Selfridges is starting 2022 on a high with a project that looks into the future, bringing fashion, art, retail, theatre and NFTs (Non-Fungible-Token) all under one roof. Selfridges is joining with Paco Rabanne and Fondation Vasarely - which represents the works of French-Hungarian artist Victor Vasarely - to create one-of-a-kind shop windows, pop-ups, in-store art exhibitions and NFTs.
Building on Paco Rabanne creative director Julien Dossena’s spring 2022 range, where Vasarely’s abstract art featured throughout his collection, Selfridges decided to take things up a notch and bring Vasarely’s entire universe alive. The artist is known for his bold use of colour, geometric designs and flair for optical illusions. The idea was to translate “Universe” across every possible touch point — “from archive to metaverse” — hence the archival Paco Rabanne pieces set to drop tomorrow at Selfridges, alongside 12 Paco Rabanne “unwearable” NFTs. Vasarely art will also be exhibited throughout the store: the windows will be wrapped in the artist’s geometric designs, while both original and NFT art will be available for sale.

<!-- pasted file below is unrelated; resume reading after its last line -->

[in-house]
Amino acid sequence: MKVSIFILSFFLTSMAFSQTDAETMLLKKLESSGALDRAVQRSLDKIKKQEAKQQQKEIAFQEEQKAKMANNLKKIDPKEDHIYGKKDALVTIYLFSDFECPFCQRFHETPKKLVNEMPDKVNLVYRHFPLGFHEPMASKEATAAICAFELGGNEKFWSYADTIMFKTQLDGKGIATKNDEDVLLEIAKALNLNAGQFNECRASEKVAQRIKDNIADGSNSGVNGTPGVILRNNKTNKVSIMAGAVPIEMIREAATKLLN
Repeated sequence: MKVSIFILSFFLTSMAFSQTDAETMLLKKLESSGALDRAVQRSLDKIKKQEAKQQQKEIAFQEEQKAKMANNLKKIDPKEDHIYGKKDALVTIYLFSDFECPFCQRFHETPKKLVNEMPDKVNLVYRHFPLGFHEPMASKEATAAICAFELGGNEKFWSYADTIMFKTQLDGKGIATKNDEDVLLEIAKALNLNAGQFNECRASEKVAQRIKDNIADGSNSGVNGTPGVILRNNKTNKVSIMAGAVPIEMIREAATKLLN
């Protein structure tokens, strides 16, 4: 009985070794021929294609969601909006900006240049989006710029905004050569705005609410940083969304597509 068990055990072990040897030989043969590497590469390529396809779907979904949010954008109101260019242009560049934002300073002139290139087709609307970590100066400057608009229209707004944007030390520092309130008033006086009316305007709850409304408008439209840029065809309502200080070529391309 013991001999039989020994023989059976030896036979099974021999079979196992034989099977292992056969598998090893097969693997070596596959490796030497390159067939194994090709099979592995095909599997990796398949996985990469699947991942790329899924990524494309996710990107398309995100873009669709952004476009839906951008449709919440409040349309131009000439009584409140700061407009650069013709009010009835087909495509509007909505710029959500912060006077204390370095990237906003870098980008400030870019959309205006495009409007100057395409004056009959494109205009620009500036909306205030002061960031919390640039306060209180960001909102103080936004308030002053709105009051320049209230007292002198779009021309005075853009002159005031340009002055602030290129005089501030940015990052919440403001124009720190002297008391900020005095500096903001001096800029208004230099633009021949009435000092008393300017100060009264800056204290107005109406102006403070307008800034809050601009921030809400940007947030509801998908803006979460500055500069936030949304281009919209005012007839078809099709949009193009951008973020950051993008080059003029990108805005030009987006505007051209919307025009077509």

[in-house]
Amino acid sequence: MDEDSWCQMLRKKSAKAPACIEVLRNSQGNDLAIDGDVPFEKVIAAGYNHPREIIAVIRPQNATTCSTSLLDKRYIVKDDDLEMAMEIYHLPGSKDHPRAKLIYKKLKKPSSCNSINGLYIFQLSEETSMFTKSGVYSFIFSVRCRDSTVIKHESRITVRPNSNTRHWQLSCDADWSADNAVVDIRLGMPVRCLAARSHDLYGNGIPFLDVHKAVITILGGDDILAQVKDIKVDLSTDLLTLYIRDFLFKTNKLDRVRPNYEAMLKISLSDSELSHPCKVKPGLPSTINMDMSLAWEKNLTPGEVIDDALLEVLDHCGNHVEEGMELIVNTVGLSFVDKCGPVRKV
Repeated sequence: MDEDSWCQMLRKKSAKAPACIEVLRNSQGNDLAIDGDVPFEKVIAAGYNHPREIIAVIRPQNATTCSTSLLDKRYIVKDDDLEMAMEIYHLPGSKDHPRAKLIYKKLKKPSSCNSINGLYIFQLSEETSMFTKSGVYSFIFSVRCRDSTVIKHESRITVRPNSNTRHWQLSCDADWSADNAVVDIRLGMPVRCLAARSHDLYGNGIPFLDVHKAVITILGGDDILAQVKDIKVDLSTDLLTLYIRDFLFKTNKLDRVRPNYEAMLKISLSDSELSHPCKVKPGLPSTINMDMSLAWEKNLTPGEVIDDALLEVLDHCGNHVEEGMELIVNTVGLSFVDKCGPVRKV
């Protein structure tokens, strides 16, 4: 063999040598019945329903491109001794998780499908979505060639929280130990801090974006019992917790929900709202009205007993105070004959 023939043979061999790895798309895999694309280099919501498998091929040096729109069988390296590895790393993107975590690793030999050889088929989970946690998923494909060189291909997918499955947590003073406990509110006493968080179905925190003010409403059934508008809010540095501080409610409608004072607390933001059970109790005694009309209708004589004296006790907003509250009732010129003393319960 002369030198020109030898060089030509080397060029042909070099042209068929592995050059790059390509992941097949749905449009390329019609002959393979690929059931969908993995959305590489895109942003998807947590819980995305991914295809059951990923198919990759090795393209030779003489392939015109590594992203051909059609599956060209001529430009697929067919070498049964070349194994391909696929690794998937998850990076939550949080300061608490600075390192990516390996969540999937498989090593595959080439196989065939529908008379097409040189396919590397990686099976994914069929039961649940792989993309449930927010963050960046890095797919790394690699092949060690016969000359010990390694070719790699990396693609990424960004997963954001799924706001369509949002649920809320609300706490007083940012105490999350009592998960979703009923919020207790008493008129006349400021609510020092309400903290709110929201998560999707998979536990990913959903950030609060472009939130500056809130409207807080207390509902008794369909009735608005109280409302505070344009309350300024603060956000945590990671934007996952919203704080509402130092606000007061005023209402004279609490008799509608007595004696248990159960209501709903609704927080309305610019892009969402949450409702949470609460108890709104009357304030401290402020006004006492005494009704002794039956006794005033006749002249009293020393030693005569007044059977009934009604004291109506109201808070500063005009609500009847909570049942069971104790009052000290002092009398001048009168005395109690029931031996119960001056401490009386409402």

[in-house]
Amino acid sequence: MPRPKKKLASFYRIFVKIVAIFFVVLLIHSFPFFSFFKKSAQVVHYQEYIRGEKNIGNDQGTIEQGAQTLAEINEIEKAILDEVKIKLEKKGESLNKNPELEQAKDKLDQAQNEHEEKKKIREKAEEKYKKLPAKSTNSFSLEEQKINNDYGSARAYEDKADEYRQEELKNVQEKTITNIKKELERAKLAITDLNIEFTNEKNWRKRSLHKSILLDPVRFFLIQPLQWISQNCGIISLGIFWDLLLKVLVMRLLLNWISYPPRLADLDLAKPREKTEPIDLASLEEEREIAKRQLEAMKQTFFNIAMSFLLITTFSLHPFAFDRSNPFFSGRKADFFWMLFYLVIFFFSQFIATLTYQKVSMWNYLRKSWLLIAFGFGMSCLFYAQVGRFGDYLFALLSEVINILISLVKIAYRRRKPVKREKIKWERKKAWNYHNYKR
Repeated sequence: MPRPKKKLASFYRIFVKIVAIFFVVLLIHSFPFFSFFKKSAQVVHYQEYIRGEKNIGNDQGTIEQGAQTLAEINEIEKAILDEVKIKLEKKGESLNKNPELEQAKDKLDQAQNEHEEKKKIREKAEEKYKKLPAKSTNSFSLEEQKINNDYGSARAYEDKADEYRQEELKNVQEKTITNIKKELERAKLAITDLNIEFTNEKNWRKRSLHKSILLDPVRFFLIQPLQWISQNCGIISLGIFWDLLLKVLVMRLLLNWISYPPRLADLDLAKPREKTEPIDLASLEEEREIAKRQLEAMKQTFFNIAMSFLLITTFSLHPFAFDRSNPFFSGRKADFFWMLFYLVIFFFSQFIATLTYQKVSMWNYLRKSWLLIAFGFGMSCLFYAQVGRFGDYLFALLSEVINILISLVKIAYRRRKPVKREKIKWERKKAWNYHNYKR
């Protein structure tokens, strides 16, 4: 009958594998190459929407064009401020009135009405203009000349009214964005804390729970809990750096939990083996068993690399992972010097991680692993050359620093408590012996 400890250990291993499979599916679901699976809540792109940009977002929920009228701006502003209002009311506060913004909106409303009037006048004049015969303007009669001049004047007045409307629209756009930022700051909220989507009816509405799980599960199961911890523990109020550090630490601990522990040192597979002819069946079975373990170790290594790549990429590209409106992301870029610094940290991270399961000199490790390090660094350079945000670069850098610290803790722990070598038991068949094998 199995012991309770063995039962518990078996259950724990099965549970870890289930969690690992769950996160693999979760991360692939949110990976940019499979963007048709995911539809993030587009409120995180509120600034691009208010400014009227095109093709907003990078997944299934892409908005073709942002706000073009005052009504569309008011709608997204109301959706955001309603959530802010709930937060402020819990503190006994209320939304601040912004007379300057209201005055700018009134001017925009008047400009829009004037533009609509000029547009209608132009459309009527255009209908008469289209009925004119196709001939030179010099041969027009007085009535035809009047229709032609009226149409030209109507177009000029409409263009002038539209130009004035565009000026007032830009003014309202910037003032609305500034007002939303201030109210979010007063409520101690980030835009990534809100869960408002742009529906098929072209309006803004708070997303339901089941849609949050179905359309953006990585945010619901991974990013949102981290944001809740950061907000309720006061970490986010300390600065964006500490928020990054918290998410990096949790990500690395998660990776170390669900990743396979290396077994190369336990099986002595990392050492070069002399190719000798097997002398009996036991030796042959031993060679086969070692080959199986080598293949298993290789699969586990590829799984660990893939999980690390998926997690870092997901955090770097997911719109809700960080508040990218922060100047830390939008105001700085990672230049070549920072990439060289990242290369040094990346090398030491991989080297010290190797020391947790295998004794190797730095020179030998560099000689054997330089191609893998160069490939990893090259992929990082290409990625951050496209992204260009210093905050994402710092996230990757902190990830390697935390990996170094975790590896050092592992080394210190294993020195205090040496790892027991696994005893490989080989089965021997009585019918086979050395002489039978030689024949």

This marks Selfridges’ first foray into the metaverse and it plans to simplify access for its customers, too, by making it possible to buy NFTs with a regular bank card over the counter — no need for crypto currency here. Prices for the NFTs will range from £2,000 to £100,000. The department store’s ever-changing Corner Shop is also getting the Vasarely and Paco Rabanne treatment. As part of the “Universe” project, the space will be wrapped in aluminium scaffolding and stock a series of product, including hand-painted Bamford watches, skateboards, Globe Trotter luggage and “gift shop” items such as candles and cushions — all featuring Vasarely graphic artworks. Paco Rabanne’s spring 2022 range will be dropping in store throughout the season and be available to both rent and buy — in line with the retailer’s sustainability commitments to embrace more circular models. The buying team has also curated a mix of other fashion products, both pre-loved and new, featuring the hexagonal Op Art patterns Vasarely is known for. As part of the initiative, the retailer plans to raise funds to restore artworks at the Vasarely Foundation’s museum in Aix-en-Provence, France.